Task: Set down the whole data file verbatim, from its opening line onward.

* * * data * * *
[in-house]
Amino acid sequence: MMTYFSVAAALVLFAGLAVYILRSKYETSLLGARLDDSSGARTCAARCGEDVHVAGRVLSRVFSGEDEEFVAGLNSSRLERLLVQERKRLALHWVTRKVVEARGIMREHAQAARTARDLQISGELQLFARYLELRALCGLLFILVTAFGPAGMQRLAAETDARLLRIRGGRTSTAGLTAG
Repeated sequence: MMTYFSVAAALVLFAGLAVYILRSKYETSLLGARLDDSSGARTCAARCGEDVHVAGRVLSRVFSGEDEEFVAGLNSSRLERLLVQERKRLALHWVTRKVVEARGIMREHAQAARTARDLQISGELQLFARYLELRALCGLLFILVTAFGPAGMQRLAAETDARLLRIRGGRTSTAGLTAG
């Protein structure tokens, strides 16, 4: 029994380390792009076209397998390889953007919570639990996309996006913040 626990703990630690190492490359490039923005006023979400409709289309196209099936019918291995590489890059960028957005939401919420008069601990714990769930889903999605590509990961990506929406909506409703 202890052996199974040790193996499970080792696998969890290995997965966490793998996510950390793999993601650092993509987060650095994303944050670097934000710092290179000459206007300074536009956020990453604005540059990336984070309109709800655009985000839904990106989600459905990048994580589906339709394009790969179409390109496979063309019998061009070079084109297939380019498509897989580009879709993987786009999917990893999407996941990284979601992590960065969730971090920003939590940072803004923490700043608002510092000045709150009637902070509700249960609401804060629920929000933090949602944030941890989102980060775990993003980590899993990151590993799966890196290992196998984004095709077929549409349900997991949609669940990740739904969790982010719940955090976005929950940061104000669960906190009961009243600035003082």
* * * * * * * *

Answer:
[in-house]
Amino acid sequence: MMTYFSVAAALVLFAGLAVYILRSKYETSLLGARLDDSSGARTCAARCGEDVHVAGRVLSRVFSGEDEEFVAGLNSSRLERLLVQERKRLALHWVTRKVVEARGIMREHAQAARTARDLQISGELQLFARYLELRALCGLLFILVTAFGPAGMQRLAAETDARLLRIRGGRTSTAGLTAG
Repeated sequence: MMTYFSVAAALVLFAGLAVYILRSKYETSLLGARLDDSSGARTCAARCGEDVHVAGRVLSRVFSGEDEEFVAGLNSSRLERLLVQERKRLALHWVTRKVVEARGIMREHAQAARTARDLQISGELQLFARYLELRALCGLLFILVTAFGPAGMQRLAAETDARLLRIRGGRTSTAGLTAG
């Protein structure tokens, strides 16, 4: 029994380390792009076209397998390889953007919570639990996309996006913040 626990703990630690190492490359490039923005006023979400409709289309196209099936019918291995590489890059960028957005939401919420008069601990714990769930889903999605590509990961990506929406909506409703 202890052996199974040790193996499970080792696998969890290995997965966490793998996510950390793999993601650092993509987060650095994303944050670097934000710092290179000459206007300074536009956020990453604005540059990336984070309109709800655009985000839904990106989600459905990048994580589906339709394009790969179409390109496979063309019998061009070079084109297939380019498509897989580009879709993987786009999917990893999407996941990284979601992590960065969730971090920003939590940072803004923490700043608002510092000045709150009637902070509700249960609401804060629920929000933090949602944030941890989102980060775990993003980590899993990151590993799966890196290992196998984004095709077929549409349900997991949609669940990740739904969790982010719940955090976005929950940061104000669960906190009961009243600035003082």